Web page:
Before painting, you need to remove all of the components of your kayak that you don’t want to paint.
To remove the hardware, unscrew and remove the seat, foot braces, mounting equipment, rod holders, and other removable parts that you don’t want to paint. You may also choose to use painter’s tape to tape off areas of your kayak that you want to protect from paint splashes and spills.
Be sure to put these parts somewhere far-off, especially if you’re using spray paint, to ensure that they don’t get a downwind spray of paint.
4. Set Up Your Area
Painting a kayak will take many coats, and the entire process can take several days to complete, so you should ensure that your work area is well-suited for the job.
To set up the area you want to paint your kayak in, find a palace that’s protected from rain and lay out some tarps. You may also choose to use sawhorses or other props to keep your kayak from touching the ground while it dries.
When I paint kayaks, I keep them in my garage, lifted on top of two plastic totes with a tarp underneath them. However, if you have sawhorses, they can keep you from having to bend over or squat during the painting process.
5. Sand and Clean the Kayak
Sanding and cleaning your kayak before you paint it is the most crucial step in this project. Without sanding, your paint won’t stick to the rigid polyethylene plastic that most kayaks are made out of, resulting in a flaky, peeling paint job.
To sand and clean your kayak, sand the entire surface of the kayak lightly with coarse-grit sandpaper, then heavily sand it with some fine-grit sandpaper. Then, wipe off the kayak with a rag and some dishwashing detergent to ensure that all dust and residue are gone.
When sanding, a sanding tool is beneficial since completing this process by hand can take hours.
Be sure that the surface of your kayak looks misty and scratched before you move on. That way, you can be sure that there are plenty of scratches and gaps that your paint can stick to.
6. Paint Your Kayak
Now, it is finally time to paint your kayak.
When you paint your kayak, apply multiple thin coats of paint, allowing each coat to cure between coats. Be sure to wear safety gear such as a mask and safety goggles during painting to protect yourself from fumes and airborne paint.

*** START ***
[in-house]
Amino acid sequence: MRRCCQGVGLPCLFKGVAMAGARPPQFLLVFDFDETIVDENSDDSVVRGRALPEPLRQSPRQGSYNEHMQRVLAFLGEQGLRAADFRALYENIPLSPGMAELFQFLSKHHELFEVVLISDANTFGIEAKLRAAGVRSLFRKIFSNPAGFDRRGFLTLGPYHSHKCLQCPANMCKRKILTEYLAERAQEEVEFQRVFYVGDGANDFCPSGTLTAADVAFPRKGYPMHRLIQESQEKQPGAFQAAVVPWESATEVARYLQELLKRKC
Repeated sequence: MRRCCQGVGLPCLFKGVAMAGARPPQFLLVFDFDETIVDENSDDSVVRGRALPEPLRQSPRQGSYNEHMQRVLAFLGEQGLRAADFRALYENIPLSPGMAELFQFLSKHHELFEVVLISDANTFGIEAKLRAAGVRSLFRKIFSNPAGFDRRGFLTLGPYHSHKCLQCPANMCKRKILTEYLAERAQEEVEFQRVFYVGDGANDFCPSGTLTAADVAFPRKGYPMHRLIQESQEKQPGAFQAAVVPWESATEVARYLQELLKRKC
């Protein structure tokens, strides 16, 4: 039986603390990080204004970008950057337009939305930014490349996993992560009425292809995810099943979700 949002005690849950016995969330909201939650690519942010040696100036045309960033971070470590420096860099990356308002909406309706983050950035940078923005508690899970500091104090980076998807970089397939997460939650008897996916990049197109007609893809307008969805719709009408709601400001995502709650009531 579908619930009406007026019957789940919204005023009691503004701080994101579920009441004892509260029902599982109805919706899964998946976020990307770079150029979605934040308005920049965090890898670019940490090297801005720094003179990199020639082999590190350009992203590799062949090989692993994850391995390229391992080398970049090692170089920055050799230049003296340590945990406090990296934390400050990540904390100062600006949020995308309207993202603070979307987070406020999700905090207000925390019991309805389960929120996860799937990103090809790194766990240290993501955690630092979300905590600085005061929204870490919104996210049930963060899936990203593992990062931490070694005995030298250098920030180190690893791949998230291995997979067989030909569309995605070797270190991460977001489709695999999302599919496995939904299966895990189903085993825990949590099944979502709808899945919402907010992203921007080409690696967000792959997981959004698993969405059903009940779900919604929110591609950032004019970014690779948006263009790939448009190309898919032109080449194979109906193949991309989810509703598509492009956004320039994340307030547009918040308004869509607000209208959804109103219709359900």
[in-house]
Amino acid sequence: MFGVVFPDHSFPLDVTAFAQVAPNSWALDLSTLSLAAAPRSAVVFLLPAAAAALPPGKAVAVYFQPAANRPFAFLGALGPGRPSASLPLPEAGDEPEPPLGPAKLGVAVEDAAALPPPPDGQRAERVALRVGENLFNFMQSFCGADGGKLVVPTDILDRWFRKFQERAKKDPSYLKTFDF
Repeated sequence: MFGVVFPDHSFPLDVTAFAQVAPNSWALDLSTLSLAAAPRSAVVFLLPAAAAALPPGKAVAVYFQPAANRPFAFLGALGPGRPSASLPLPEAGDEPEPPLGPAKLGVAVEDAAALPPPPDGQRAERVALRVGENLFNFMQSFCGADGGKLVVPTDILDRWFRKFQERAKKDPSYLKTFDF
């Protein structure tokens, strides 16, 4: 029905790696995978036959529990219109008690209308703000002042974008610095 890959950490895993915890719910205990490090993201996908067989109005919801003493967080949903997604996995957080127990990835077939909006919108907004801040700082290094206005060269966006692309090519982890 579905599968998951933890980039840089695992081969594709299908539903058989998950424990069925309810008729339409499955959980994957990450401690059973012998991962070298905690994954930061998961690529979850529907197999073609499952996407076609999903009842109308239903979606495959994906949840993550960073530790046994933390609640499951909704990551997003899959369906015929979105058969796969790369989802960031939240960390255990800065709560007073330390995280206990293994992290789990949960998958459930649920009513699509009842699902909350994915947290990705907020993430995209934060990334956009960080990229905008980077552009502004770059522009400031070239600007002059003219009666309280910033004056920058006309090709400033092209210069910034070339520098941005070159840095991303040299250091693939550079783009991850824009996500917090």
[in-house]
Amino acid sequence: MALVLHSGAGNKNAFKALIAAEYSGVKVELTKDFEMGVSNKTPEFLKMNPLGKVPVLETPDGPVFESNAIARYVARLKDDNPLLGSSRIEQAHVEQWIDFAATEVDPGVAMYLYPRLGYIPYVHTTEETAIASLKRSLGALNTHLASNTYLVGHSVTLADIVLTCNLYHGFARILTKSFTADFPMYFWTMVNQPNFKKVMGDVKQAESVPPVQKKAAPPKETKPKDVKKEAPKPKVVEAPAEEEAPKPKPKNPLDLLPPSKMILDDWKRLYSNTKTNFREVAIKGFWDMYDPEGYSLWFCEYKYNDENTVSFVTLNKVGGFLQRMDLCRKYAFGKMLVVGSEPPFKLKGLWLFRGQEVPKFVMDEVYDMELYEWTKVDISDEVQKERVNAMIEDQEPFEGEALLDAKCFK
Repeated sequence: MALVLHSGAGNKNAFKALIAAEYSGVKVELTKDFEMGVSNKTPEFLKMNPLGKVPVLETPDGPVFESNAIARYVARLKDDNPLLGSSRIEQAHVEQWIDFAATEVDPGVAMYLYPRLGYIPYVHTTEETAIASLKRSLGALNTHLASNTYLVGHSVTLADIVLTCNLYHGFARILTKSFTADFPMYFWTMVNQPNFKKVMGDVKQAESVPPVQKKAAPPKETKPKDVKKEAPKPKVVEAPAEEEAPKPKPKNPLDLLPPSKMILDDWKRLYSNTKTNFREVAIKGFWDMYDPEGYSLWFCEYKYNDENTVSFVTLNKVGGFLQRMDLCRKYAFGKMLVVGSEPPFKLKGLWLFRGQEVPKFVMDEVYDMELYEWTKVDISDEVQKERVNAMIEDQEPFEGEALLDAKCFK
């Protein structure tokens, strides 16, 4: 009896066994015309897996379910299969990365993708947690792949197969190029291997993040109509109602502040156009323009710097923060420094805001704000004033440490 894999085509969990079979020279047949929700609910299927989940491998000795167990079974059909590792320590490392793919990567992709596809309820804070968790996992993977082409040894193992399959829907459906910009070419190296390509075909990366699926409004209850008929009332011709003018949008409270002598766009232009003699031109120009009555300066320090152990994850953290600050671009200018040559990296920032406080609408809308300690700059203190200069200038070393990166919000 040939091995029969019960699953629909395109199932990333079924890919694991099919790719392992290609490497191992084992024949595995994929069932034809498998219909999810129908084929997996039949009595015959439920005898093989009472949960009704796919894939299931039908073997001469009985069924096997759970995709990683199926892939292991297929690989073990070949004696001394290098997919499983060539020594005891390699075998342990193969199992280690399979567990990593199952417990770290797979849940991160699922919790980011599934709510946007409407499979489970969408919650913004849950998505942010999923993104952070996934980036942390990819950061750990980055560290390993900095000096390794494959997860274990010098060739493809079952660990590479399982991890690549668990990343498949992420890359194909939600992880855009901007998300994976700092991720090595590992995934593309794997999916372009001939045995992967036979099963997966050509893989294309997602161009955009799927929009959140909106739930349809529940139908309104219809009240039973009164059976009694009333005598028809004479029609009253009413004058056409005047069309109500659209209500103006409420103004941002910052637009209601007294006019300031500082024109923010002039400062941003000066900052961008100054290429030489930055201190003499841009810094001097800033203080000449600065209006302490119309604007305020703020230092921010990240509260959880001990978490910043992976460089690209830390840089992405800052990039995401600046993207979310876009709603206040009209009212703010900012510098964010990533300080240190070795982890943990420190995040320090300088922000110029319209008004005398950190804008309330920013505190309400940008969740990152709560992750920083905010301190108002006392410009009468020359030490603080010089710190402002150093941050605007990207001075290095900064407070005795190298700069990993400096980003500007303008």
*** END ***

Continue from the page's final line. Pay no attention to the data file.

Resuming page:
It’s crucial to be patient during the painting process, although it can be challenging to wait between coats. However, if you want the paint to last as long as possible, you’ll need to take your time.
After applying your base coat, you can add hand-painted details, decals, and permanent-marker drawings to your boat.
7. Apply Your Sealant
Once the painting process is complete, you can apply your sealant to protect the colors from sunlight and keep your paint from chipping.
When you apply your sealant, apply two or more thin coats, being sure to flip the kayak over and thoroughly seal the bottom to protect the paint from getting scraped off. Allow the sealant to cure completely between coats.
Once the sealant is fully cured and feels durable to the touch, the most challenging part is over!
8. Replace Your Kayak’s Hardware
Last but not least, it’s time to replace all of the hardware on your kayak.
The final step of painting your kayak is to replace the kayak’s hardware. Be sure to screw all of the hardware, such as the seat, back in tightly to ensure that your kayak is waterproof. Then you’re all finished!
Now that you’ve reassembled your kayak, it’s time to hit the water and show off your brand new paint job.
If you aren’t happy with the way your kayak looks, you can always repaint it. Painting a kayak takes some time and patience, but at the end of the day, with some sanding and a few coats of paint, you can enjoy a completely custom kayak with a durable finish that fits all of your needs.